I need to mention here that this step is dependent on the particular scoring of this game. I took a simple scoring of 1 point for making a bid, 0 otherwise, therefore we select the bid that is mostly likely to be made. Another scoring method would be (1+Number of tricks) so a 0 bid is worth 1 point, a 1 bid is worth 2 points, etc. If this was the scoring system then we might want to select a bid that maximizes the expected return. This is actually quite tricky since it depends on whether we’re playing up to a certain number of points (consider the example of playing up to only 1 point vs. playing up to 1000 points, how does the strategy change?).
Actually Playing the Game
Having selected the bid, we then construct a computer strategy function cmp_strat() which selects (within the rules of the game) the best card to play at each trick. It does so by again simulating thousands of games using the play_out() function and picking the card which maximizes the probability of making the Computer’s bid. In this way the AI has to think many moves ahead. It performs this operation with every trick and uses the fact that play_out() is written to play out hands of arbitrary size.
Outcome and Analysis
We can actually pit the ‘Player’ and ‘Computer’ against each other, each using the same AI and see what happens. A good ol’ fashioned pivot table helps us understand the results:
So what’s going on here? NT = number of trump cards in Computer’s hand, N2, N3 and N4 are the number of non-trump 2’s, 3’s, and 4’s while ‘RESULT’ is the difference between what the Computer bid and what it made (CBID and CMADE). A RESULT of 0 means that Computer wins that game. In the above table 5000 games were simulated.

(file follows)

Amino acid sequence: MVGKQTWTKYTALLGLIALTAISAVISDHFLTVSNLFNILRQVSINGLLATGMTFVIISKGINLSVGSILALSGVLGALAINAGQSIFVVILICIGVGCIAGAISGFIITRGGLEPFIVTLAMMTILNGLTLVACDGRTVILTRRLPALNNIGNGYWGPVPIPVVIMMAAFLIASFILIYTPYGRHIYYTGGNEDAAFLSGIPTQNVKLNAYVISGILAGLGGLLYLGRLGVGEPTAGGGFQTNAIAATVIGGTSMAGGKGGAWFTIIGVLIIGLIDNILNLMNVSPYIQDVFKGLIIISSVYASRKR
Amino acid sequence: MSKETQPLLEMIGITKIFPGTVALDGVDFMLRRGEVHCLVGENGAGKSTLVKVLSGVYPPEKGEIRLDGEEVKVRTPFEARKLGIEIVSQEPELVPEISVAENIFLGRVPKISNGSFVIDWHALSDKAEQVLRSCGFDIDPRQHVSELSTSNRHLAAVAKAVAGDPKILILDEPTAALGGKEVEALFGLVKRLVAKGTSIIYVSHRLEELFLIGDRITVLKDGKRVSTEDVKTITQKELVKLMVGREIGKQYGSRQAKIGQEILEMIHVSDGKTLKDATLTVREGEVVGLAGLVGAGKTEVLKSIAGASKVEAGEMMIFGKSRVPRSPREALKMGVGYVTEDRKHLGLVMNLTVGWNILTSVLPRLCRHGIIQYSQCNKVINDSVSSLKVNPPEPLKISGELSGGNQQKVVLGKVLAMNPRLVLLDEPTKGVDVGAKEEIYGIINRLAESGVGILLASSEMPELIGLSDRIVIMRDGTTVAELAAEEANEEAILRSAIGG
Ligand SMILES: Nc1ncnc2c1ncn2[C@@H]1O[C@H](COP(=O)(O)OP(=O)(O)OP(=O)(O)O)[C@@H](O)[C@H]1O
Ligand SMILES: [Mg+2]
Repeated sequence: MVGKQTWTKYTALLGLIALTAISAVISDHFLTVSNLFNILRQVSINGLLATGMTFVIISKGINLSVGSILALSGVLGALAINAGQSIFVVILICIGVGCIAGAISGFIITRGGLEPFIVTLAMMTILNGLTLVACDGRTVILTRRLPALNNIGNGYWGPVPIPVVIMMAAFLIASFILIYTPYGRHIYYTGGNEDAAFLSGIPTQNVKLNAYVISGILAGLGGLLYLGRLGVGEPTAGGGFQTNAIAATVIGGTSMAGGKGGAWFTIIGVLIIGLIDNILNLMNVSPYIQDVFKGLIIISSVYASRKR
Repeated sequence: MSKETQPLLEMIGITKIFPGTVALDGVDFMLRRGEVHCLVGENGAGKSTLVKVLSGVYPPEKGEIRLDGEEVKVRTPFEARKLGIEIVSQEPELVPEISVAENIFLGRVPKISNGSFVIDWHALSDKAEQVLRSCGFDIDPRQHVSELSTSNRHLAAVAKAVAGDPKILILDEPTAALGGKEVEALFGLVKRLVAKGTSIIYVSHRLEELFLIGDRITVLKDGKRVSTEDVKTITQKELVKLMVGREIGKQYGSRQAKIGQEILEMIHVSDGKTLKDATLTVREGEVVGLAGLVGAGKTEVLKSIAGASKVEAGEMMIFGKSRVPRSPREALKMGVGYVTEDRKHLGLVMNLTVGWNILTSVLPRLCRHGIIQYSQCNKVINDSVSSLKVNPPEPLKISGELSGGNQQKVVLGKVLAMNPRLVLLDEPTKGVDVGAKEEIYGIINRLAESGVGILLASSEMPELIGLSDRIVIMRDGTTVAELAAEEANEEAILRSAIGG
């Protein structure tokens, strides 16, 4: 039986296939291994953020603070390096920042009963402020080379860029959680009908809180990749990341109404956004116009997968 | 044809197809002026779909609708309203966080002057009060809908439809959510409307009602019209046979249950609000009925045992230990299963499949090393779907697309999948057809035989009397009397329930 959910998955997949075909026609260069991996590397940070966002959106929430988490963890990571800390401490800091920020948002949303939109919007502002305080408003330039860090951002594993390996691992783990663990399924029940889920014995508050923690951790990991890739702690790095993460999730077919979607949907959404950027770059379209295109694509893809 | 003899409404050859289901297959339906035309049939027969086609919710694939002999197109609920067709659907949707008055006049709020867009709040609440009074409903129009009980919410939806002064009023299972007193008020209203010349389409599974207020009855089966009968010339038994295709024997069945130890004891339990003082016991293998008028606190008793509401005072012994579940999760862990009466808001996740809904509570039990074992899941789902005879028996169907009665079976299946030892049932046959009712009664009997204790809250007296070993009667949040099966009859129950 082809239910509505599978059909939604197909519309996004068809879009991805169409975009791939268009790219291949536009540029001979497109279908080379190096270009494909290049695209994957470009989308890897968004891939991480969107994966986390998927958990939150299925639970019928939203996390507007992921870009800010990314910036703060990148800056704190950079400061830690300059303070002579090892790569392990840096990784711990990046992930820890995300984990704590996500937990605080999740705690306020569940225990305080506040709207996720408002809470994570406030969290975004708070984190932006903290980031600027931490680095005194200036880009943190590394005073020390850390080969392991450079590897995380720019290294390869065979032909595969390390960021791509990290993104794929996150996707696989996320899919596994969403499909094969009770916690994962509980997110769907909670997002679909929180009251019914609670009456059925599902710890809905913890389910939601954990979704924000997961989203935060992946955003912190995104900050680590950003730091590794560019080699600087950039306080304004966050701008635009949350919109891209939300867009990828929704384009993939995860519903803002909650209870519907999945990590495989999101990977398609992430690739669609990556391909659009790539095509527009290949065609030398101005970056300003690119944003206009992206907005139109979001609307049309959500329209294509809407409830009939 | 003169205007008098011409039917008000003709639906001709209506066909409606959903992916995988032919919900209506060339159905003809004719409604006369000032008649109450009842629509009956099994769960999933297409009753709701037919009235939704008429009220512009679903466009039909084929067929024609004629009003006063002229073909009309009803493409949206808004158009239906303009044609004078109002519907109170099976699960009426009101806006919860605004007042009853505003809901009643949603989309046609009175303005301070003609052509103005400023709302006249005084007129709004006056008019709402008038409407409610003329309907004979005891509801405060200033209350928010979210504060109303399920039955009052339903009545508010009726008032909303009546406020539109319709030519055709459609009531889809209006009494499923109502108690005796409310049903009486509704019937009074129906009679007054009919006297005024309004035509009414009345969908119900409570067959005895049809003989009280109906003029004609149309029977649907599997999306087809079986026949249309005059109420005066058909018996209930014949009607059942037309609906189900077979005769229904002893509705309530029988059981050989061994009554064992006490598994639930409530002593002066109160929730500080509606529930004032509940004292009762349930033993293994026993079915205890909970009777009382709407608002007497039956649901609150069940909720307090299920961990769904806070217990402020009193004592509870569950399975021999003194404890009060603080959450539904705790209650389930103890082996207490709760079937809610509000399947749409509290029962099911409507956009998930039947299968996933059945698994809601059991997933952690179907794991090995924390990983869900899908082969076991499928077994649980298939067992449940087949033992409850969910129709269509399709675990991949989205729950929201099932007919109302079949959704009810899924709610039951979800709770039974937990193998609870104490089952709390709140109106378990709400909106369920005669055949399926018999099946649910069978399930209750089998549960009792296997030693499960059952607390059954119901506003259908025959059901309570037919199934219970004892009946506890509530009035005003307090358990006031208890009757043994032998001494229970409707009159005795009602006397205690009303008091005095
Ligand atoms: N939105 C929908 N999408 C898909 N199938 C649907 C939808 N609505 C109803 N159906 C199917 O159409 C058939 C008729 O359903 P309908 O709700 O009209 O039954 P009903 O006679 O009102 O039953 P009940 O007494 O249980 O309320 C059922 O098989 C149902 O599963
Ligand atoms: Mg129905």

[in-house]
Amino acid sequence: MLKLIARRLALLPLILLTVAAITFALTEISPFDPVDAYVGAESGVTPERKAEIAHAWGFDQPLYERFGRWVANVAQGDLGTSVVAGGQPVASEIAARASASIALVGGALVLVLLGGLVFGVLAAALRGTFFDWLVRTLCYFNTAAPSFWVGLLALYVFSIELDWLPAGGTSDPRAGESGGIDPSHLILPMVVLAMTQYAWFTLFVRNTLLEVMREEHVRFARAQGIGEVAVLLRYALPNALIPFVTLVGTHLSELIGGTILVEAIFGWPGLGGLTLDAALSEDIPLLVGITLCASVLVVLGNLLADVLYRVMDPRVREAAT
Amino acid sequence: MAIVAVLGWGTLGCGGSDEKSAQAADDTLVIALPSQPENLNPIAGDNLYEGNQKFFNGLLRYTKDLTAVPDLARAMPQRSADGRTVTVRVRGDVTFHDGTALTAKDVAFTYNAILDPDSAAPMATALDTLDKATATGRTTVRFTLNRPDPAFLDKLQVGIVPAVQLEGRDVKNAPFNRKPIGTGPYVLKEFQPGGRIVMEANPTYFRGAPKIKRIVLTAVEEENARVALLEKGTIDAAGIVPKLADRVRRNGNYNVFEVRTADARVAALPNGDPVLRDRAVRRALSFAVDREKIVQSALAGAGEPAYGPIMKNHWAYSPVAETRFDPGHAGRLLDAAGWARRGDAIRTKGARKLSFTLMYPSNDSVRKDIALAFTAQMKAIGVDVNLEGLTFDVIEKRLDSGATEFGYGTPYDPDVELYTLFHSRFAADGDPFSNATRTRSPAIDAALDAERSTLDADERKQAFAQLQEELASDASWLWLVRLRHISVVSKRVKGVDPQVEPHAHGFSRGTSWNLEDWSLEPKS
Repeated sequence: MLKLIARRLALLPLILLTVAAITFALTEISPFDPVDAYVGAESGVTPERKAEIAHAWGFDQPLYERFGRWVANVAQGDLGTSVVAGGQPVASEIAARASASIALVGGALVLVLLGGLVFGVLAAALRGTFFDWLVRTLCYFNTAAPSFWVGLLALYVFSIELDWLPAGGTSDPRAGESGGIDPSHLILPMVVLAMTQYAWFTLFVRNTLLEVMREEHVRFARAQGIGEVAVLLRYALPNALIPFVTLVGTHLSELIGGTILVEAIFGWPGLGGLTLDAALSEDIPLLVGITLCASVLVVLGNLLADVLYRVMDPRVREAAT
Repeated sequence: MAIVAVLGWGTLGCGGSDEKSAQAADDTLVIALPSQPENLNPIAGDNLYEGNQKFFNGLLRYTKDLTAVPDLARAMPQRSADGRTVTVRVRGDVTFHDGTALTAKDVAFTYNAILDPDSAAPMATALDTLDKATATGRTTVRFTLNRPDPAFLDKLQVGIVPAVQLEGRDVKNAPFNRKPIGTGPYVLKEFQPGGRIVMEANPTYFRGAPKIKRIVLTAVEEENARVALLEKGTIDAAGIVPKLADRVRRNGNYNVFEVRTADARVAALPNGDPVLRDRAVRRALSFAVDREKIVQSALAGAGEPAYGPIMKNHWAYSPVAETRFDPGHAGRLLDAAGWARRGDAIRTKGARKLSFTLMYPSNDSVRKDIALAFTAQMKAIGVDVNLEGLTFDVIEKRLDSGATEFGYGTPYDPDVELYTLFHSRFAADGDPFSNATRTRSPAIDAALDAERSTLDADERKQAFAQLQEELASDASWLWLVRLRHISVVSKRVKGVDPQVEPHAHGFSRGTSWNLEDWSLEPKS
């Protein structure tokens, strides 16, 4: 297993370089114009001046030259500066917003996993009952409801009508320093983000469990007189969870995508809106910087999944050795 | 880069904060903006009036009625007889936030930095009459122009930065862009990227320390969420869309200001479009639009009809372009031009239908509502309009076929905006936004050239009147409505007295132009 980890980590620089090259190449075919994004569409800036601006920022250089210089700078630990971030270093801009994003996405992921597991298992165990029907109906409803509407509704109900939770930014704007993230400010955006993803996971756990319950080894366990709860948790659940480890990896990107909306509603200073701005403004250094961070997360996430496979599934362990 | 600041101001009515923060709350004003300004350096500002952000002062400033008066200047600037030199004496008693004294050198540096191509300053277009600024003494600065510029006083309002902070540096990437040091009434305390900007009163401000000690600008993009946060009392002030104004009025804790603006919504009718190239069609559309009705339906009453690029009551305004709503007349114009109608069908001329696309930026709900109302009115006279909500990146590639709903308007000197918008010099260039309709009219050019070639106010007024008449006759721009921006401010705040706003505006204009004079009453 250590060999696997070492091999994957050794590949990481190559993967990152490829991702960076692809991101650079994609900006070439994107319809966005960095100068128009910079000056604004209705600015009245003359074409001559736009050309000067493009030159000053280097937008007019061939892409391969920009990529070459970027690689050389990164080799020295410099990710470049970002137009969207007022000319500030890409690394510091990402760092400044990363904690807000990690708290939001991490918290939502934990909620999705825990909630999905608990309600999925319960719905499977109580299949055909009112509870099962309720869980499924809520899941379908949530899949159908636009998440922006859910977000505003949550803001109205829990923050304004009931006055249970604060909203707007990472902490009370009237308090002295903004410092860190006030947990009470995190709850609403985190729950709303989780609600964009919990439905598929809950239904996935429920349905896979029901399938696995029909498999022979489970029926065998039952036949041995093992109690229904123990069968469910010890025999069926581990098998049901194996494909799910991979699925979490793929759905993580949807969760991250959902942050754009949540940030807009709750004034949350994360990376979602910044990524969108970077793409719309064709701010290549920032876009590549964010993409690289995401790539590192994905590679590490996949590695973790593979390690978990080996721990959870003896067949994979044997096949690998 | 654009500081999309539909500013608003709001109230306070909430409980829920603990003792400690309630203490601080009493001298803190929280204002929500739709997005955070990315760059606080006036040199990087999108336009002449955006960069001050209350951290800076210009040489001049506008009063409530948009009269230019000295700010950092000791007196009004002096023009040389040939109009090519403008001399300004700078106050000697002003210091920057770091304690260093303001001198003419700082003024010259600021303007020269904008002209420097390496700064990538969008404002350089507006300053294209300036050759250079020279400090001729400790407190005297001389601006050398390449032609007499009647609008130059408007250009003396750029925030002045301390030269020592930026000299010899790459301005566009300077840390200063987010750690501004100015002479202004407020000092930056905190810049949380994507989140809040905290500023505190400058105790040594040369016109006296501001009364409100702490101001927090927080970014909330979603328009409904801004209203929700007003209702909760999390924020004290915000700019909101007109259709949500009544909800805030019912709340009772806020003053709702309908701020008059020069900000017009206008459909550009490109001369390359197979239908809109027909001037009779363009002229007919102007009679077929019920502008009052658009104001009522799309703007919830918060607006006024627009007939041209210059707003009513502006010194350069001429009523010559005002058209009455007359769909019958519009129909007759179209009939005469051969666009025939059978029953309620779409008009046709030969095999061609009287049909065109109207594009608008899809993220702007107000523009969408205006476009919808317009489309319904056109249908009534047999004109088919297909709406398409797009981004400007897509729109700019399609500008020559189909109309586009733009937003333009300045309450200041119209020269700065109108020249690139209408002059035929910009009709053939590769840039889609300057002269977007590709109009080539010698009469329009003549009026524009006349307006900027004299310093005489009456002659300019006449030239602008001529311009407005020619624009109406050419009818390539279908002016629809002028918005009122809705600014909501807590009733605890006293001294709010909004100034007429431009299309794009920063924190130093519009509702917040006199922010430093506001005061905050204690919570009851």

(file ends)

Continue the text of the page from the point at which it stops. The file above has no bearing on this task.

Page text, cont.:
Couple of things to note about the table. I’ve sorted the table by ‘weight’ which measures the impact of that case on the overall performance of our algorithm. This helps us determine how we might want to tweak the algorithm. It makes little sense to try to improve the case when N4=3 since that case only occurs 30 times out of 5000 games. The other thing to note is that overall Computer is successful almost 80% of the time. This may seem extraordinary since it’s playing a Player using the exact same AI, but recall that in our game Player always leads on the first trick. This essentially means that Player has to reveal a third of ‘his’ hand before the Computer has to play a card. This actually gives the Computer a huge advantage; when I change the internals to have Computer lead, the situation reverses itself. Perhaps this is something to keep in mind if you every play a game like this in a casino…
We can also break it down by the number of trump cards in the computer’s hand:
We see that the algorithm gets better the more trump cards are in the Computer’s hand.
Decision Science Approach:
Data science and machine learning provide another approach to the problem of constructing an AI. We couldn’t take this approach in the beginning since, short of recruiting people to play thousands of games against Computer, we didn’t have any data. But now we do, and moreover there are good reasons to inject some adaptive machine learning to our work. First, a human player isn’t going to play the same way as Player did using our AI. Second, the algorithm is computationally intensive; even with just three card hands it takes about a half-second to simulate a game. What if we wanted to play a version of this game with 5 or 6 cards in a hand? The required computations would quickly become excessive.
We consider our options. The easiest target is the get_bid() function. Our pivot table above suggests that we might be able to predict the bid using the variables NT, N2, N3 and N4. There are several approaches we could take with this but the easiest is decision tree. Using the package rpart in R we have the following tree used to predict our bid: